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United States Department of Agriculture

Agricultural Research Service

Title: Managing the U.S. Safflower Collection

Authors
item BRADLEY, VICKI
item JOHNSON, RICHARD

Submitted to: International Safflower Conference Proceedings
Publication Type: Proceedings
Publication Acceptance Date: July 23, 2001
Publication Date: July 23, 2001
Citation: Bradley, V.L., Johnson, R.C. Managing the U.S. safflower collection. In Proceedings of the Vth International Safflower Conference, Williston, North Dakota, Sidney, Montana, USA. 2001. p. 143-147

Interpretive Summary: Safflower produces seeds with a high quality edible oil and has numerous benefits in rotations with cereals and other crops. The Western Regional Plant Introduction Station maintains the USDA safflower collection for use by the research community. The collection consists of more than 2000 accessions from more than 50 countries. The maintenance program involves three main components: seed regeneration, evaluation, and documentation of data. New regeneration methods to prevent unwanted outcrossing among accessions while producing high quality seeds have been developed. In addition, diversity within accessions is being recorded and photographs showing morphological traits of accessions are being documented on the Germplasm Resources Information Network (GRIN). This work is improving the quality of seed and expanding the evaluation database available for the safflower collection.

Technical Abstract: There are currently 2,288 accessions of safflower (Carthamus tinctorius L.) in the United States germplasm collection. The collection is maintained at the Western Regional Plant Introduction Station in Pullman, WA, USA. Major objectives in managing the collection include providing high quality seed and useful documentation and evaluation data to the germplasm user community. Accessions from the collection are distributed to scientists worldwide upon request and at no charge. Accessions must be regenerated when seed quantity or quality is low. In past regeneration nurseries, as many as 15 plants within a plot were covered with a single 1.25 meter-long, unsupported, screen bag. This practice reduced the quality of harvested seed. A new method of caging an entire regeneration plot in one screen cage, 7.5 meters long and supported by fence posts and wire, has been developed. Data on crop specific descriptors have been gathered on a large number of the accessions in the collection and entered into the Germplasm Resources Information Network (GRIN). Although these data reflect diversity among accessions they do not always reflect the within accessions diversity often observed. Therefore, the method of recording some of the descriptors has been modified. Images of 86 accessions have been downloaded into GRIN, allowing scientists to view morphological traits of individual accessions and provide visual clarification of descriptor data. Photographing and downloading images of the collection is an ongoing project. Improving the regeneration protocol and clarifying data in GRIN are key issues in the management of the U.S. safflower collection.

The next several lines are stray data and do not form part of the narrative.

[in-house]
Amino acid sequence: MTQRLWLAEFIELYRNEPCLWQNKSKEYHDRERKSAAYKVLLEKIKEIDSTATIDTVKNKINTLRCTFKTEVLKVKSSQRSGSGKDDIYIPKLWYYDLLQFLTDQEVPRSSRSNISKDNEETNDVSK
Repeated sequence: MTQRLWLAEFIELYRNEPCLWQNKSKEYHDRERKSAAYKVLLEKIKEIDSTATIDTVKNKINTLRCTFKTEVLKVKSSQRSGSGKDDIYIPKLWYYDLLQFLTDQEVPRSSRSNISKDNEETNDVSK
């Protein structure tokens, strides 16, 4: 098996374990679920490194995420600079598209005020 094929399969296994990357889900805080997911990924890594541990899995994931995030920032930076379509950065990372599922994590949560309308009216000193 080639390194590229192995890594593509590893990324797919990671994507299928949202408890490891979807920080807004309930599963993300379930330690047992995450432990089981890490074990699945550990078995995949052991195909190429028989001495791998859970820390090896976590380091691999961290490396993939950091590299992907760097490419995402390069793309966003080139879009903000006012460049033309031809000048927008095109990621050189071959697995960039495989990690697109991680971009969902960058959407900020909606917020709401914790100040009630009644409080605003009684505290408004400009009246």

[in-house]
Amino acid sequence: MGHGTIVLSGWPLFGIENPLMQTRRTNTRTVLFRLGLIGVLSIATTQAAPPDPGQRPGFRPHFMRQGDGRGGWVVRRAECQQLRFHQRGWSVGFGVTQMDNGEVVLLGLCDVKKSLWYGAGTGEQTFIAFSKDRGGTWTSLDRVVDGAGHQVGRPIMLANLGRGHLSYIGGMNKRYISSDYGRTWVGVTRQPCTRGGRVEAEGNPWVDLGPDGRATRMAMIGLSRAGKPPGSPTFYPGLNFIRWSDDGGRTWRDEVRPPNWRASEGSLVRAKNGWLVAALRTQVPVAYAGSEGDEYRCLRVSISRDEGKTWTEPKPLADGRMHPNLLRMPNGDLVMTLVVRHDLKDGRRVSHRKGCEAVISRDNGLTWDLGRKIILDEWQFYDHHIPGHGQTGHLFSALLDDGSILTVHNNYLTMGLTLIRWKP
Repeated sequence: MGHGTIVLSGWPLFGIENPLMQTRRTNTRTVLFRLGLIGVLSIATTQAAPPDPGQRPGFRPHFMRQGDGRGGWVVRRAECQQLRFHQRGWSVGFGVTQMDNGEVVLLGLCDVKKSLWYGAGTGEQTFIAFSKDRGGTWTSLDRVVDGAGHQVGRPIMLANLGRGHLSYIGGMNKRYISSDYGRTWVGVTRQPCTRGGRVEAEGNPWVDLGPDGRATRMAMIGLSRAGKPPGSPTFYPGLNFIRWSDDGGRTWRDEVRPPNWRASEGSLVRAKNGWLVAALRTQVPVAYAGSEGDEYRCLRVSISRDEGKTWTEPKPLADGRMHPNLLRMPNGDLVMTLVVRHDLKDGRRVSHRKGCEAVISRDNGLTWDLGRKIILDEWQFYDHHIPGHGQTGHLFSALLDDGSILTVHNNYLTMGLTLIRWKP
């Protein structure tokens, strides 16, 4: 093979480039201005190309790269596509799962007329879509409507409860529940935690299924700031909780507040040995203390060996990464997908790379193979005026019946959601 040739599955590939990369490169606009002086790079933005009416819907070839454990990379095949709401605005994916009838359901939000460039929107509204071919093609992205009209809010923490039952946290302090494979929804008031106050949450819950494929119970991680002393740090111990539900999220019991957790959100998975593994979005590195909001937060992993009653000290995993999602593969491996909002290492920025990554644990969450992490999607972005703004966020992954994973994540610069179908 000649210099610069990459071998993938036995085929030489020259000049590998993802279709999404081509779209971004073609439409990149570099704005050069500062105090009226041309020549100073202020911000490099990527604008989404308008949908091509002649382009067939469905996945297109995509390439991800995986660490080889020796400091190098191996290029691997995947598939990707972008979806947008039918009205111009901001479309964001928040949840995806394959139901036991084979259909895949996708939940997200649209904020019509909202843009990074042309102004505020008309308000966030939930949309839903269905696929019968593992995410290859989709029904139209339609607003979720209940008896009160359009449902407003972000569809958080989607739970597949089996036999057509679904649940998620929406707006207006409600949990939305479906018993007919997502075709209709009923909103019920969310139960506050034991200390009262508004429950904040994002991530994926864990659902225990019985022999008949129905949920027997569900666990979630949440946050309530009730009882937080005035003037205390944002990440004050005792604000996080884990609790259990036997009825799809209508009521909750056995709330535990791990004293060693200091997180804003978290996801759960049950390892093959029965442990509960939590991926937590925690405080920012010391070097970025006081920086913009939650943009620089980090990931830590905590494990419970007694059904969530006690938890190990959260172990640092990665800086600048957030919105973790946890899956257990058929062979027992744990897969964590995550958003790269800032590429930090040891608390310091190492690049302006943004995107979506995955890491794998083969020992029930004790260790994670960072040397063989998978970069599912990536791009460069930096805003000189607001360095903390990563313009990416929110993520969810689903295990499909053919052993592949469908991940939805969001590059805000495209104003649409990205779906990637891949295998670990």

Last Modified: 9/29/2014
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